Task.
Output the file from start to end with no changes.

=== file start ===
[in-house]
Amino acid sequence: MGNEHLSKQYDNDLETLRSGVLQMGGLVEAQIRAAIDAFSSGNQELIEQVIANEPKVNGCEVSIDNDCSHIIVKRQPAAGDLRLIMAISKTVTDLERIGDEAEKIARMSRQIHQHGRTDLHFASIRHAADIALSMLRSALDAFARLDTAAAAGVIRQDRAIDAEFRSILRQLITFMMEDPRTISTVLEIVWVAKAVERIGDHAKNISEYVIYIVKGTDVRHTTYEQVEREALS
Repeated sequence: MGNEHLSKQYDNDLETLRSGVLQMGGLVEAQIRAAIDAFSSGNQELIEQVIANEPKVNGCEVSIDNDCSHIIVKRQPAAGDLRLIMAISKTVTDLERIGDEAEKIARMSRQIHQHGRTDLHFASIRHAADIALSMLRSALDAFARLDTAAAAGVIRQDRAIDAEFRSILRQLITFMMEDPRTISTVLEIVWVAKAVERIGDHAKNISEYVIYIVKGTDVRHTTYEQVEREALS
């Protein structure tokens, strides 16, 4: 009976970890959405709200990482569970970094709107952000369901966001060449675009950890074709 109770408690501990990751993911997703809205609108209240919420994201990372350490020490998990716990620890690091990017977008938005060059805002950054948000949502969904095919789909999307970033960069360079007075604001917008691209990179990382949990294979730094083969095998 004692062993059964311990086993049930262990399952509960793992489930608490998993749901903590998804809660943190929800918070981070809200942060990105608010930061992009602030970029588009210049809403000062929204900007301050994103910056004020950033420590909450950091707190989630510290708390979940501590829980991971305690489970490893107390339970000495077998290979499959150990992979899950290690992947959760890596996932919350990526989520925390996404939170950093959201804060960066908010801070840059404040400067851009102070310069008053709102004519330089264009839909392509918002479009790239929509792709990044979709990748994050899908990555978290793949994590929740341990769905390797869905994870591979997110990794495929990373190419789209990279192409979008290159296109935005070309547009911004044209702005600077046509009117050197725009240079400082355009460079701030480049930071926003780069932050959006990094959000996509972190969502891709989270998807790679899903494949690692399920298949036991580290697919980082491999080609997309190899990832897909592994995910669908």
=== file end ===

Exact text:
[in-house]
Amino acid sequence: MGNEHLSKQYDNDLETLRSGVLQMGGLVEAQIRAAIDAFSSGNQELIEQVIANEPKVNGCEVSIDNDCSHIIVKRQPAAGDLRLIMAISKTVTDLERIGDEAEKIARMSRQIHQHGRTDLHFASIRHAADIALSMLRSALDAFARLDTAAAAGVIRQDRAIDAEFRSILRQLITFMMEDPRTISTVLEIVWVAKAVERIGDHAKNISEYVIYIVKGTDVRHTTYEQVEREALS
Repeated sequence: MGNEHLSKQYDNDLETLRSGVLQMGGLVEAQIRAAIDAFSSGNQELIEQVIANEPKVNGCEVSIDNDCSHIIVKRQPAAGDLRLIMAISKTVTDLERIGDEAEKIARMSRQIHQHGRTDLHFASIRHAADIALSMLRSALDAFARLDTAAAAGVIRQDRAIDAEFRSILRQLITFMMEDPRTISTVLEIVWVAKAVERIGDHAKNISEYVIYIVKGTDVRHTTYEQVEREALS
């Protein structure tokens, strides 16, 4: 009976970890959405709200990482569970970094709107952000369901966001060449675009950890074709 109770408690501990990751993911997703809205609108209240919420994201990372350490020490998990716990620890690091990017977008938005060059805002950054948000949502969904095919789909999307970033960069360079007075604001917008691209990179990382949990294979730094083969095998 004692062993059964311990086993049930262990399952509960793992489930608490998993749901903590998804809660943190929800918070981070809200942060990105608010930061992009602030970029588009210049809403000062929204900007301050994103910056004020950033420590909450950091707190989630510290708390979940501590829980991971305690489970490893107390339970000495077998290979499959150990992979899950290690992947959760890596996932919350990526989520925390996404939170950093959201804060960066908010801070840059404040400067851009102070310069008053709102004519330089264009839909392509918002479009790239929509792709990044979709990748994050899908990555978290793949994590929740341990769905390797869905994870591979997110990794495929990373190419789209990279192409979008290159296109935005070309547009911004044209702005600077046509009117050197725009240079400082355009460079701030480049930071926003780069932050959006990094959000996509972190969502891709989270998807790679899903494949690692399920298949036991580290697919980082491999080609997309190899990832897909592994995910669908």